Supporting families: RHIM raises money for ag families during annual memorial barrel race
Laramie – Rowdy’s Hope in Motion (RHIM) was started in memory of nine-year-old Rowdy Smallwood, who passed away after a tragic ranching accident in 2010.
“We were at our ranch, and he was trying to help his dad and the guys unload some big, 800-pound hay bales,” says RHIM President and Rowdy’s mother Stacey Smallwood. “One bale came off and landed on him.”
Rowdy was lifeflighted to the Children’s Hospital in Colorado, where he stayed for over a month.
“God had other plans for him,” comments Smallwood.
After being amazed at the support and generosity of the community, the Smallwoods decided to begin a non-profit organization to support other ranching, farming and rodeo families.
“We had so many people donate money to help us with whatever we needed help with at the time,” she says.
Smallwood continues, “The money we had leftover we used to start the foundation to reach out to other farm, ranch and rodeo families who have been in some kind of tragic accident of their own or have lost someone due to a tragic accident that has to do with farm, ranch or rodeo.”
Over the last seven years, RHIM has been able to help approximately 14 families with various expenses.
“Our goal is to pick a couple families per year to support,” explains Smallwood.
Promotion of their foundation is primarily done through word of mouth, as well as through their website and Facebook page, with potential families either being nominated or contacted directly by the foundation.
“A lot of times people nominate families, or if we hear about them, we’ll reach out to them to see if there’s anything we can do,” she continues. “Families can be nominated through our website, too. Basically, the online nominations are emailed to us, and we get ahold of the family to learn their story.”
Smallwood reflects on the first family the foundation was able to assist.
“Our first big person that we’ve helped was Russ Weitl, a professional roper from California. We were able to help buy them a handicap accessible van,” she says.
She comments, “We don’t really do a lot with insurance because we can’t touch helping with medical bills, but we typically will give families money to help pay for any of their expenses.”
The largest fundraiser the foundation has held to raise money for families was raffling off a Corvette, says Smallwood.
“We have done done raffle drawings in the past. One of our family members donated a Corvette, and we did a big huge raffle where we sold tickets all over for several months,” she says.
Now the foundation is established, RHIM raises money through an annual barrel race, with their seventh annual event scheduled for this year.
“Every year, we have a fundraiser event in Rowdy’s honor around his birthday,” comments Smallwood. “Our event is usually always held the very last weekend in June.”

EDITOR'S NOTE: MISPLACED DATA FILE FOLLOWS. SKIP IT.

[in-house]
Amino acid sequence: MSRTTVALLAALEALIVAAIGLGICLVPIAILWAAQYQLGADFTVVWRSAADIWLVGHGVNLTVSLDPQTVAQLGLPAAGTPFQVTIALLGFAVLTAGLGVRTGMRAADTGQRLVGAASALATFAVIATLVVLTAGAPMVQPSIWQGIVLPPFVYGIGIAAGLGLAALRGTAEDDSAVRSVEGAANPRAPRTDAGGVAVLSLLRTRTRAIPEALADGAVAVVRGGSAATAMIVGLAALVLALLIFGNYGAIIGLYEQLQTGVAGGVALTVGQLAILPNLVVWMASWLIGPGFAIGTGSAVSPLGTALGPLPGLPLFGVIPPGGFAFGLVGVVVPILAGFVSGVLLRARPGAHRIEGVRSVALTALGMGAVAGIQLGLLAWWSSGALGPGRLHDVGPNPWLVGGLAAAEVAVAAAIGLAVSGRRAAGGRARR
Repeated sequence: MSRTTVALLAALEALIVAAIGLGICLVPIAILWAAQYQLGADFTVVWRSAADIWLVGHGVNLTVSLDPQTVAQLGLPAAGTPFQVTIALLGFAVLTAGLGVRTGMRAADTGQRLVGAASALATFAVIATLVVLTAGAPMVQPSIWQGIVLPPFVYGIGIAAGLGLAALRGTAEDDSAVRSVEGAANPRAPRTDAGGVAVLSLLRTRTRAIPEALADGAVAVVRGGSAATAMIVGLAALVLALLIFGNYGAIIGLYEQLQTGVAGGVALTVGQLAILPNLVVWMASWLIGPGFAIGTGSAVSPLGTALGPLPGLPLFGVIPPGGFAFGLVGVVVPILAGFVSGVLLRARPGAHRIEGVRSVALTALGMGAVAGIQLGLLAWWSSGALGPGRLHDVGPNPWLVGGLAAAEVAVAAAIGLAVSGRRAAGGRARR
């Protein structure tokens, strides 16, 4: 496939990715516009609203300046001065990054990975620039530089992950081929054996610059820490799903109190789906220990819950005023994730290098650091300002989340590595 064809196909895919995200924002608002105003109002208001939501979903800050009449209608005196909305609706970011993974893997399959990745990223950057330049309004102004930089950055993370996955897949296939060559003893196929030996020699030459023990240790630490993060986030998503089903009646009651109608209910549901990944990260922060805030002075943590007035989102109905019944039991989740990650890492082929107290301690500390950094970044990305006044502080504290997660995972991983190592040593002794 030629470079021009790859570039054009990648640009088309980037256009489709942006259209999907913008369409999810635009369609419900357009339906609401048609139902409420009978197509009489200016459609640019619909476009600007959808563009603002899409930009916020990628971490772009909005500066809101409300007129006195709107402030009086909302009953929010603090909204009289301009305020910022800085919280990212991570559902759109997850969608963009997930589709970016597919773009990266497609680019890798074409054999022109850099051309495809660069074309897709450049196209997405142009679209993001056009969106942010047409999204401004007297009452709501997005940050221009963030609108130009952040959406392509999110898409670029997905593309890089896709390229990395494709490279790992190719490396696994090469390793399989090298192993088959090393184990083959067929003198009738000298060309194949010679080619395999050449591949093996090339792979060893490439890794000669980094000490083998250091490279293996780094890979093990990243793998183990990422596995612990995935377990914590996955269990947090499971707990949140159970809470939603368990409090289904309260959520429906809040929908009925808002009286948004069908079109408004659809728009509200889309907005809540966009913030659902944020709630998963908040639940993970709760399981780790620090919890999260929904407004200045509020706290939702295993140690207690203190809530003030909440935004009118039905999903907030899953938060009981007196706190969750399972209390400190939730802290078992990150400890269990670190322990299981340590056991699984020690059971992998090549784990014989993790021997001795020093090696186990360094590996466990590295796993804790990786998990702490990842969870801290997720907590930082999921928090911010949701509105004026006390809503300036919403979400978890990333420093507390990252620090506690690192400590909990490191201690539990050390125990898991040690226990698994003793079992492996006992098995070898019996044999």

She continues, “During the race, we do several fundraising activities to try and raise money for the foundation.”
This year’s race is a commemoration of Rowdy’s 16th birthday, and the foundation is hosting a two-day event on June 24-25 in Laramie.
“The last two years, we’ve been able to host a two-day event, and we’re excited to be able to do it again this year,” says Smallwood.
The race will feature a wide variety of events, including barrel racing, pole bending, dummy roping, stick horse racing, exhibitions and a silent auction.
“We try to gear the event toward family, so kids can come and it can be a whole family event,” she comments.
This year, the top six competitors in each division will be entered to win a donated saddle.
The annual Spirit Award buckle will also be given away in Rowdy’s honor.
“We give the buckle to somebody who had some hard luck during the race, went out of their way to do something extra special or who showed really good sportsmanship,” explains Smallwood.
While entries are allowed up the day of the event, preregistration for the race ends on June 19.
“Prices vary depending on the event,” says Smallwood. “Those interested can go to our website and click on the entry form to find out more and to enter.”
Looking ahead, Smallwood notes their work is just beginning with RHIM.
In addition to Smallwood and her husband, the foundation also has board members to help plan and make decisions.
“We just barely started. We’d love to see RHIM grow. We hope to get more people involved so we can give more and grow,” says Smallwood.
She concludes, “It’s kind of been a slow, hard process, but we’re excited for the future.”
Emilee Gibb is editor of Wyoming Livestock Roundup and can be reached at email@example.com.